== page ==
Hovering hummingbirds cope with wet weather by shaking their heads at ultra-high speed to remove water droplets.
Slow-motion footage has shown that the tiny, delicate birds shakes their heads with such acceleration that it can reach a G-force of 34 (Formula 1 racing cars typically reach less than 6G). This mid-air manoeuvre takes just 0.1 seconds and removes almost all of the water droplets from its feathers.
Professor Robert Dudley of the University of California, Berkeley, one of the authors of a study published in Interface, the journal of the Royal Society, said: “It is the extreme mobility – its head is going through 180 degrees in a 10th of a second or less – it is just extraordinary."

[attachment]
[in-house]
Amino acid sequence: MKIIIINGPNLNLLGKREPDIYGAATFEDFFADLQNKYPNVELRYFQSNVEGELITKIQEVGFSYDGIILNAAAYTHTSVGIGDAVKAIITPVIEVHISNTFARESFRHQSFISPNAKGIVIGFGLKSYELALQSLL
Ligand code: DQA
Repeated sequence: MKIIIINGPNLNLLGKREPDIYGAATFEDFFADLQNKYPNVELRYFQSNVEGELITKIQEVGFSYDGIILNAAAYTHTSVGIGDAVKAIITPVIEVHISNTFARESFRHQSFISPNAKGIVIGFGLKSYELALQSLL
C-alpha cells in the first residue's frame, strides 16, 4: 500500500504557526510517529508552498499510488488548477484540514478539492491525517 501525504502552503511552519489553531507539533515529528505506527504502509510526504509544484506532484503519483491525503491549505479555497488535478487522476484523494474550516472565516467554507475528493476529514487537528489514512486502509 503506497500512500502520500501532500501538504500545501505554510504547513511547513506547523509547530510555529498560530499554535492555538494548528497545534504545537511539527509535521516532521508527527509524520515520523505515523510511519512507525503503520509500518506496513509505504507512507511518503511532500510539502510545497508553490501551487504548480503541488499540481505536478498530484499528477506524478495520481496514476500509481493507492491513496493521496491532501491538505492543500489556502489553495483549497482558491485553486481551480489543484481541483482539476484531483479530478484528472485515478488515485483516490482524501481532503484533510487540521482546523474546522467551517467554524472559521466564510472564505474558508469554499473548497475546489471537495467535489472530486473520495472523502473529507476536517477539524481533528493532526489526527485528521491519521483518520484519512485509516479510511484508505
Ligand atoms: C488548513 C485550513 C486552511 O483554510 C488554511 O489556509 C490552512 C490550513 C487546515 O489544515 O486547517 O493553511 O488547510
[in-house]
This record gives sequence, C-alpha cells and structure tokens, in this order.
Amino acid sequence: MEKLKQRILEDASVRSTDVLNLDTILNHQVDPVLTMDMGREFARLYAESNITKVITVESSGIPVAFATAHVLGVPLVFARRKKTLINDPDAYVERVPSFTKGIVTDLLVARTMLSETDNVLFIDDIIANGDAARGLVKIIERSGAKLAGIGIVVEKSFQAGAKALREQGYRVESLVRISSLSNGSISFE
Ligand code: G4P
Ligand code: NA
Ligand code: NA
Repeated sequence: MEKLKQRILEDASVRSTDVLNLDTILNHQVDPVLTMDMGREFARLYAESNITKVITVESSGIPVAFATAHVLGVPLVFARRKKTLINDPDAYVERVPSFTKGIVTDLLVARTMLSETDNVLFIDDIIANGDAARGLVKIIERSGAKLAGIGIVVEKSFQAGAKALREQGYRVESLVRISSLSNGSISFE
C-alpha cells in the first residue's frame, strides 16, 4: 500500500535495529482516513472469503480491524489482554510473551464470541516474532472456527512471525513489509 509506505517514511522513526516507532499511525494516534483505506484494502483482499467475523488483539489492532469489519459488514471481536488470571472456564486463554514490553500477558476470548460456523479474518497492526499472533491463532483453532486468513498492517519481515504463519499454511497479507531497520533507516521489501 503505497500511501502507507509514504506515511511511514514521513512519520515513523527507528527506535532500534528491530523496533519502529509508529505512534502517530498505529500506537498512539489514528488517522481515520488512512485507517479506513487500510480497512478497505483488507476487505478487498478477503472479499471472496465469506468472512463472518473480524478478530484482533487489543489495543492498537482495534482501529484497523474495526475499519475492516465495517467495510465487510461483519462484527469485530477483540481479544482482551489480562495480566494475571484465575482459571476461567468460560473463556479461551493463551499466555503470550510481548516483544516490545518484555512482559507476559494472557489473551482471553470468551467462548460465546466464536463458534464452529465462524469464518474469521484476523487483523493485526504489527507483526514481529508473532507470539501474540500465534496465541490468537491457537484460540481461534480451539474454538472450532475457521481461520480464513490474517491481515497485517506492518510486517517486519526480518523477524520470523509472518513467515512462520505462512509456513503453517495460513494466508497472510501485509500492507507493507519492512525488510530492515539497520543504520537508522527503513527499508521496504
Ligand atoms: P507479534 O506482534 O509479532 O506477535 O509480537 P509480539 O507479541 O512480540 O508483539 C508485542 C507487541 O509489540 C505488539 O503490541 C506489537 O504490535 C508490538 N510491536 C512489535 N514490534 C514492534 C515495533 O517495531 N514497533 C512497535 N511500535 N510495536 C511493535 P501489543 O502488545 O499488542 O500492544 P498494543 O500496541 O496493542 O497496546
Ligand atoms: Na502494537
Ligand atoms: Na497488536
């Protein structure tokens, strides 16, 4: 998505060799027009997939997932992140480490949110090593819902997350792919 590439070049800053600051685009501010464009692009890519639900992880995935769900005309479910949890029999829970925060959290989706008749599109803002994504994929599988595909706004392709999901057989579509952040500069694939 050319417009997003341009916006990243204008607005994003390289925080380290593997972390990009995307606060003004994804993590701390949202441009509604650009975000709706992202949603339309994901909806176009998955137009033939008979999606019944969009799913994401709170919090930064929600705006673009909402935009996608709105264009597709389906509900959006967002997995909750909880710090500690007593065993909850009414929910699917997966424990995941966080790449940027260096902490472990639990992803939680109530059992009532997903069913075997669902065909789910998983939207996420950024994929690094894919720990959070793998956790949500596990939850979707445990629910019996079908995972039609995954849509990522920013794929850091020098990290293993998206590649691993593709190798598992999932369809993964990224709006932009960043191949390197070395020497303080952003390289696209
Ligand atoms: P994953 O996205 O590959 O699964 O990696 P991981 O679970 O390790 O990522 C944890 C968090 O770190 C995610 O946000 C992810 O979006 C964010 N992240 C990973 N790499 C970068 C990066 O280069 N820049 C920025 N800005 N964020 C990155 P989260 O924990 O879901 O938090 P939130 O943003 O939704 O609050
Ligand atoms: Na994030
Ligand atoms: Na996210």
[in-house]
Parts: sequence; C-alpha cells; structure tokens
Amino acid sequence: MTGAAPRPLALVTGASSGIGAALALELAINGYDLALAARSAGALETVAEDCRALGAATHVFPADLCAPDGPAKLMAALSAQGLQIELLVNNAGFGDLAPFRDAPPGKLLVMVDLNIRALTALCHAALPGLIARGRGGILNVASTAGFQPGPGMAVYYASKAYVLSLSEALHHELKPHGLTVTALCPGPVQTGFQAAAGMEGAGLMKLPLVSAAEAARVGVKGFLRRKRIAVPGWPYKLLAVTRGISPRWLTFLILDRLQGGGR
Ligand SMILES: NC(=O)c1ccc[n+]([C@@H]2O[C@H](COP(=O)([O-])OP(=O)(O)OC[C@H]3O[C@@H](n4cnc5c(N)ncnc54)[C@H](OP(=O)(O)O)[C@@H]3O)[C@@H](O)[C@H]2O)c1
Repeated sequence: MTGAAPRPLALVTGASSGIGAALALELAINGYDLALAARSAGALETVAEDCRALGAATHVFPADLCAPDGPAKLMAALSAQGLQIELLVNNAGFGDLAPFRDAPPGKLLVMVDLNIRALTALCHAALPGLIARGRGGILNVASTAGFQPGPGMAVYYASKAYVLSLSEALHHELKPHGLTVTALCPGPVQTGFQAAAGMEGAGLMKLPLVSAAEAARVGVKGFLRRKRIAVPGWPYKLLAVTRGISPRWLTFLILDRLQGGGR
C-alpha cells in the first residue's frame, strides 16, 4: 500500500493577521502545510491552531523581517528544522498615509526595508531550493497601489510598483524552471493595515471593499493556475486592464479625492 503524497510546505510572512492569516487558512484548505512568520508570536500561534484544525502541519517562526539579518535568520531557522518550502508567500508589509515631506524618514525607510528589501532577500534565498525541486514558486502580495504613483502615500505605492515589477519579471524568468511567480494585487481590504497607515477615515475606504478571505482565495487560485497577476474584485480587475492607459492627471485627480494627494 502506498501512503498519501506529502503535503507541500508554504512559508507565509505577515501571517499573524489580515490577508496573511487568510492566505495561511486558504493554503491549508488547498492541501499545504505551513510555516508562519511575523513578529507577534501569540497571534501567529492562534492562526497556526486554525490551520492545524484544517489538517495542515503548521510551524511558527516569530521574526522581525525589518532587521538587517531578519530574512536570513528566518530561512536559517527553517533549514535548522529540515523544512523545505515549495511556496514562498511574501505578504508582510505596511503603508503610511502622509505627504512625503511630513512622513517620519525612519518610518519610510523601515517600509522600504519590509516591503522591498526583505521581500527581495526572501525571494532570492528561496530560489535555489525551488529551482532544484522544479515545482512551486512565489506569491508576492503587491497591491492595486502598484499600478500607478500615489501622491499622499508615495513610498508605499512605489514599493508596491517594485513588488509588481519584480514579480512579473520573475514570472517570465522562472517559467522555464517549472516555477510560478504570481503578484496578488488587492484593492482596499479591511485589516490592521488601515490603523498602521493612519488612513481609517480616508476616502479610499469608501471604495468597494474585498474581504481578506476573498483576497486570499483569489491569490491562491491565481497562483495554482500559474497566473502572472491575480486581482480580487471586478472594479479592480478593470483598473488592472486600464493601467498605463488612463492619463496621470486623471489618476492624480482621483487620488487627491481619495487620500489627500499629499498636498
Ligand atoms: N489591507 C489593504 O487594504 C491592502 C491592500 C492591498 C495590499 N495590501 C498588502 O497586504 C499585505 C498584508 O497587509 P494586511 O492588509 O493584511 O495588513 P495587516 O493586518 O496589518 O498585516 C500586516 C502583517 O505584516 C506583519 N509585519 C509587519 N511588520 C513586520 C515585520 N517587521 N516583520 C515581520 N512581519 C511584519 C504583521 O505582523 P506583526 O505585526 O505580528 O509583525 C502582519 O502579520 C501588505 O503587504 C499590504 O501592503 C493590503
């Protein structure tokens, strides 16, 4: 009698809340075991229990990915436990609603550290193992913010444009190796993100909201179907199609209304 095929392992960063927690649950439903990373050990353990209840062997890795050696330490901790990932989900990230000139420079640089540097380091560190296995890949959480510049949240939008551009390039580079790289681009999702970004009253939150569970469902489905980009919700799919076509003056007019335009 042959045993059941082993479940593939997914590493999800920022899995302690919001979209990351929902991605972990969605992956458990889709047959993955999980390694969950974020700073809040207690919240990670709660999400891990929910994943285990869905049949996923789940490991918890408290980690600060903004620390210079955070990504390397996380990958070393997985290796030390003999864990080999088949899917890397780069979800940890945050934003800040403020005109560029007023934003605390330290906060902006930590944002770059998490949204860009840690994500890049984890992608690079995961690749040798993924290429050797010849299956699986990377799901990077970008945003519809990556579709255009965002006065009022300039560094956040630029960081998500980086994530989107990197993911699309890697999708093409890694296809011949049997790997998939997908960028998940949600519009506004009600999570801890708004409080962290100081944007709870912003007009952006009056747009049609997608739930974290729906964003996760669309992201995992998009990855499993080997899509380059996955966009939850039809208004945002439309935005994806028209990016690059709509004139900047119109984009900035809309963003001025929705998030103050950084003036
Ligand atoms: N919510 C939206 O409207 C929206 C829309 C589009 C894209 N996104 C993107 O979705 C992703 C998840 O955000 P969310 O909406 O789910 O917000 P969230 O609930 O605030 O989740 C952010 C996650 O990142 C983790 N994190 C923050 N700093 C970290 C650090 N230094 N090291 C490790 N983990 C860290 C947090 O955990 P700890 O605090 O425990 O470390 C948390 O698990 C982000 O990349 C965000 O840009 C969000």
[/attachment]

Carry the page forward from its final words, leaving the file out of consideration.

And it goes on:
Anna's Hummingbird is found in cloud forests and the neo-tropics, where rainy days are common, and is able to remain active even in very wet weather.
The researchers trained their cameras on a bird as it fed from its feeder, and then sprinkled it with water.
Lead author of the study, Dr Victor Ortega-Jimenez, from the University of California, Berkeley, said: “We simulated three different types of rain – and the hummingbirds did this extreme oscillation in light, medium and heavy rain. It seems it is a common behaviour of hummingbirds.”
The researchers were surprised that the hummingbirds were able to generate such extreme forces while in flight.
Professor Dudley said: “We know visual information is the key to flight control, and, obviously, when you are shaking your head, you don’t have that input of flight acceleration, and yet they remain basically stable – they are not falling out of the air.”
The scientists said their findings could help engineers to develop micro air vehicles that could cope with unsettled weather, or even washing machines with an improved drying spin.
Watch the footage here